Ultimately, the Course is for anyone who sincerely aspires to see and experience the simple Truth of the existing moment.
We can learn what is new only when we maintain a state of inquiry. True self-inquiry is an exploration of what is true right now.
A friend of many years has written to ask what he can do to become a kinder person, and he asked if it was possible to answer his question in the blog.
I am happy that he aspires to be a kinder person. I wish more people were interested in adding kindness to their lifetime achievements. We do not tend to automatically be kind, as true kindness requires some consciousness and presence in the present moment.
We can automatically be “nice” or “polite”—but that is mostly superficial social conditioning like most other stuff we do without being conscious of how we are being. It is an artificial and false face we put on to appear okay to others. That is not what we mean by being kind.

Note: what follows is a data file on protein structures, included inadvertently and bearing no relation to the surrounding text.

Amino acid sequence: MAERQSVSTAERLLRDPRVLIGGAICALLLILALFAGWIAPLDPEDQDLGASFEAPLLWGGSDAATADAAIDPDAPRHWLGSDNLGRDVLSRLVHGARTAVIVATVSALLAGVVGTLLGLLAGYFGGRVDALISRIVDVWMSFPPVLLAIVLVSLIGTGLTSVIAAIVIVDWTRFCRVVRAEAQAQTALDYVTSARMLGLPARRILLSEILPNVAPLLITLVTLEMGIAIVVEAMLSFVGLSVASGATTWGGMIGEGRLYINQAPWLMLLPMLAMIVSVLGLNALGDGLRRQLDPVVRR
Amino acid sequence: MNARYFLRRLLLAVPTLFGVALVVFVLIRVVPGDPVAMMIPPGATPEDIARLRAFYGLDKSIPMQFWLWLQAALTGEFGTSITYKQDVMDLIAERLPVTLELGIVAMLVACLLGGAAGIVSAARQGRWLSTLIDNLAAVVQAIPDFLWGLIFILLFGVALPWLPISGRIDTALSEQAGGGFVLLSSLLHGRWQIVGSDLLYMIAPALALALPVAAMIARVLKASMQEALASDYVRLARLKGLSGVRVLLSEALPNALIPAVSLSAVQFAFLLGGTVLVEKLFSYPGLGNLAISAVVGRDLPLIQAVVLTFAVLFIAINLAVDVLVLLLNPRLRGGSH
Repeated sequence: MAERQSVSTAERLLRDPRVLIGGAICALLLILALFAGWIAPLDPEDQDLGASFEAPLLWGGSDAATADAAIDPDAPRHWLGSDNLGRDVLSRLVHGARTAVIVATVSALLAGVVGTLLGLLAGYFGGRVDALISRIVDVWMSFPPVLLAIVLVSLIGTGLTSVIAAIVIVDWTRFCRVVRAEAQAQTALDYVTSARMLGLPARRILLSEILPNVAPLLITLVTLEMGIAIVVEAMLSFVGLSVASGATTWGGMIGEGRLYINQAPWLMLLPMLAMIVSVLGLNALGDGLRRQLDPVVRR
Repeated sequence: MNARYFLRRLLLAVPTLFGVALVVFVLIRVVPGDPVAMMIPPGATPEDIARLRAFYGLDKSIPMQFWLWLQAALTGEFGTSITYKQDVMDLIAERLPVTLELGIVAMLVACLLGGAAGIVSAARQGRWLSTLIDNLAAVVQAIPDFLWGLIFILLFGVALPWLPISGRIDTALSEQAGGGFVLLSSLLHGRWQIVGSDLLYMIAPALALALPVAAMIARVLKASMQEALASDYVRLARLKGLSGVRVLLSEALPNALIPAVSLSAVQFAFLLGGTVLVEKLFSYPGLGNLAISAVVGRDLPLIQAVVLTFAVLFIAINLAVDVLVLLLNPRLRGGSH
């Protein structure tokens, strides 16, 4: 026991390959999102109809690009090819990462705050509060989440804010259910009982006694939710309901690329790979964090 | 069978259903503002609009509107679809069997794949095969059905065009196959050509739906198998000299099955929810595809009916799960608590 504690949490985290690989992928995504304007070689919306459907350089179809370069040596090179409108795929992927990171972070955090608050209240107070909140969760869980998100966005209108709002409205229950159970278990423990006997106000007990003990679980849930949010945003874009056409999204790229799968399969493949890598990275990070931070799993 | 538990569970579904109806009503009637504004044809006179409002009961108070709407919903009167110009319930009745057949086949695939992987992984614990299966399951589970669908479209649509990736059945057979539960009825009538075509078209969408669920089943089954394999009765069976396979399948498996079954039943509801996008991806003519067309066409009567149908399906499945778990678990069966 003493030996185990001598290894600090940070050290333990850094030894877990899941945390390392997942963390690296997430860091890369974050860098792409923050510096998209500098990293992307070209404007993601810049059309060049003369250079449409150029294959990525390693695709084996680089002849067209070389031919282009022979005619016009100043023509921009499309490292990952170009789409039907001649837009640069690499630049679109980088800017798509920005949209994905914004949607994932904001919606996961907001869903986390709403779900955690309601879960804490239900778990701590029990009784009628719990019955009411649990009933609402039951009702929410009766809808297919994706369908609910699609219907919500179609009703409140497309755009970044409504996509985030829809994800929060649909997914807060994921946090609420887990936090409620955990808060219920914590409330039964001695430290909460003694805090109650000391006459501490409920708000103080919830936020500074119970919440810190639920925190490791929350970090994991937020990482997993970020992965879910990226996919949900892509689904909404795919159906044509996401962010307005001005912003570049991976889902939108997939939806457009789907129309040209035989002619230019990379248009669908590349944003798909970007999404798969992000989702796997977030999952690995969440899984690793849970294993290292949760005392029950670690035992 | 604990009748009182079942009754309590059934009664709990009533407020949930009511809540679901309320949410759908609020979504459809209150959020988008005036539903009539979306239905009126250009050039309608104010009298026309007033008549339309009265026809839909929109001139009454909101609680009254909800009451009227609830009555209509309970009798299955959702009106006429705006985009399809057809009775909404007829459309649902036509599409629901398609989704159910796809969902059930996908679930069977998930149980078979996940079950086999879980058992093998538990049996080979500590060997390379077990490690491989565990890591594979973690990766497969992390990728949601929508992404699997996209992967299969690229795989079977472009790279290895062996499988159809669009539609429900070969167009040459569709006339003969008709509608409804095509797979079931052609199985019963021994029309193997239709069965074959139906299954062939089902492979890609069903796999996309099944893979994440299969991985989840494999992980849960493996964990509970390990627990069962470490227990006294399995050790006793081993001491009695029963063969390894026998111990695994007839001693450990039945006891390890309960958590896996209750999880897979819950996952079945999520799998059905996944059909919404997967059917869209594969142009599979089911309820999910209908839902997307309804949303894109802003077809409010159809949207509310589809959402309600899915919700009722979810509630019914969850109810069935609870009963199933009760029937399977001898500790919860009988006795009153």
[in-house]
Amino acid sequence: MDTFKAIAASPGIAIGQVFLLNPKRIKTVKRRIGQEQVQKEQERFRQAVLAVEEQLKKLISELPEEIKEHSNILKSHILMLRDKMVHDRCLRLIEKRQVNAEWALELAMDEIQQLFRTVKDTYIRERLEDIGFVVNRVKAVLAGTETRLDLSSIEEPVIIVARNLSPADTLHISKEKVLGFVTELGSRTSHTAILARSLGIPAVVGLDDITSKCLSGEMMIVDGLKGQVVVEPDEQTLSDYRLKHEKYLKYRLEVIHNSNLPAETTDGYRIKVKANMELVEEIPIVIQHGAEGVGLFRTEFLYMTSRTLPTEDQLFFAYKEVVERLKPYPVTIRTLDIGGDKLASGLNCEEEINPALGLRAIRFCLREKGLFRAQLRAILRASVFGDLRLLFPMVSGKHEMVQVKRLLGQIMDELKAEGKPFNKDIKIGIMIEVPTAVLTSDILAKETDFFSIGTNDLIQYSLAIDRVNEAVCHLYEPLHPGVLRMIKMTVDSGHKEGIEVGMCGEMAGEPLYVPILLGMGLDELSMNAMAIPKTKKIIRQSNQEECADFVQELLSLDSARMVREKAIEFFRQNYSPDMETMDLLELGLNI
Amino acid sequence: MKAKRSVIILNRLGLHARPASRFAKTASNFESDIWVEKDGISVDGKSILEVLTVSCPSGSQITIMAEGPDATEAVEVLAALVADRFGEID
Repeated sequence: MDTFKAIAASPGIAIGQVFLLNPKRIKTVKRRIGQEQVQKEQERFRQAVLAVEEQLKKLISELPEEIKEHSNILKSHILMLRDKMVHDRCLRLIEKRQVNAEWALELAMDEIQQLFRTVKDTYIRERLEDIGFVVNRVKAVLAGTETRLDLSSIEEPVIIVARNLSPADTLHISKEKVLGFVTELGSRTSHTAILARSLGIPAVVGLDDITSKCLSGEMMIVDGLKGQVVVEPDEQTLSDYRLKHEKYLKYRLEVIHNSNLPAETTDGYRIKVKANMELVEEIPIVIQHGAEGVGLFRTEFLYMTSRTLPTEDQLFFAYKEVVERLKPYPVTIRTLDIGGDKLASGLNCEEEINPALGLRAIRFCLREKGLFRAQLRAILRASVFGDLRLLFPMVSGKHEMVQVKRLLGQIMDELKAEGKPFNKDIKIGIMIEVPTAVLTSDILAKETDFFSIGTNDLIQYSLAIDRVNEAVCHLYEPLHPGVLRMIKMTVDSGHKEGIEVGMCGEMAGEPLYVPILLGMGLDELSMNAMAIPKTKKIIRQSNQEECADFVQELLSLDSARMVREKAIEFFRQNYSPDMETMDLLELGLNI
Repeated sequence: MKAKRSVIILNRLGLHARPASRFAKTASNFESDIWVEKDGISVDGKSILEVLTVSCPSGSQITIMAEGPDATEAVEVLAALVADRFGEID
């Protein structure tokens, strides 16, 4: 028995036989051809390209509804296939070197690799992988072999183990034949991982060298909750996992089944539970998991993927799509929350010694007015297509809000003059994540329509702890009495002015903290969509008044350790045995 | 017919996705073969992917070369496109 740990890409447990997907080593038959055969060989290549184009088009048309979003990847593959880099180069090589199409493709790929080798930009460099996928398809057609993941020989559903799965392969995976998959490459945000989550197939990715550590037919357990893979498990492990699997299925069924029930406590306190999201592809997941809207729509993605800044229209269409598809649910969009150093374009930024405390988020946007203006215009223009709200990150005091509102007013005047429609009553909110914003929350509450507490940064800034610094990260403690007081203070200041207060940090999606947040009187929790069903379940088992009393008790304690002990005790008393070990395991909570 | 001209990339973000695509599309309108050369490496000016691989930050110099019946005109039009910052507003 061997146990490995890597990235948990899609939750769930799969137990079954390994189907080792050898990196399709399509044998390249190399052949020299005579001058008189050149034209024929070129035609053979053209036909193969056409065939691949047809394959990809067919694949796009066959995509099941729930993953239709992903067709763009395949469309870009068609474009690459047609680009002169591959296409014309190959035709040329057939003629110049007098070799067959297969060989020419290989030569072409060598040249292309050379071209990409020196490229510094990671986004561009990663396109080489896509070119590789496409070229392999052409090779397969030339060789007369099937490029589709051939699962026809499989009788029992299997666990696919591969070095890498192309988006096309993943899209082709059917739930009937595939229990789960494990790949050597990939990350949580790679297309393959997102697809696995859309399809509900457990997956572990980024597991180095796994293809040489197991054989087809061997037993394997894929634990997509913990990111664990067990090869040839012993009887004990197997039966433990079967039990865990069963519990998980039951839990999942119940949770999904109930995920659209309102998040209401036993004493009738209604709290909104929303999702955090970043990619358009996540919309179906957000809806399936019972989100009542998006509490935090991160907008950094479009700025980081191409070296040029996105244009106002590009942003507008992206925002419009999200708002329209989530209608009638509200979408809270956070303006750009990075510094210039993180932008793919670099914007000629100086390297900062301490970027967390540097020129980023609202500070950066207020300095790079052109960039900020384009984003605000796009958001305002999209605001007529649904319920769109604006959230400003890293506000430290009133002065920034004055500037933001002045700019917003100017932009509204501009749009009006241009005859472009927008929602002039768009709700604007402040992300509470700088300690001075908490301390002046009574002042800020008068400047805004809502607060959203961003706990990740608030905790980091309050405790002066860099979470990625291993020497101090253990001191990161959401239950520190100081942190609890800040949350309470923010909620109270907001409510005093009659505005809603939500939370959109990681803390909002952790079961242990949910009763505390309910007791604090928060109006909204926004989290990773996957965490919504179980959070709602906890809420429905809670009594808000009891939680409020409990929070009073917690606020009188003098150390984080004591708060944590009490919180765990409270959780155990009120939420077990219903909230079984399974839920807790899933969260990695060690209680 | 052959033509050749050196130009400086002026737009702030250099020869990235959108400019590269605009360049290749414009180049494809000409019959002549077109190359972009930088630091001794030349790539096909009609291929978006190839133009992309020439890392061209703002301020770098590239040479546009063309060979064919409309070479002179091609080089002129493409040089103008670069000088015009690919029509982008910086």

Unfortunately, many of us are habitually unkind. We get rigidly caught in a hostile, contrary, competitive personality, habitually criticizing others, engaging in fault-finding, and generally making others wrong about whatever they do or say. Many of us are outwardly unfriendly, even though we have no desire to be so, and might even be surprised to learn that others see and experience us as difficult or uncomfortable to be with.
True kindness is seeing the highest and the best in others, and relating to the highest and the very best in them at all times.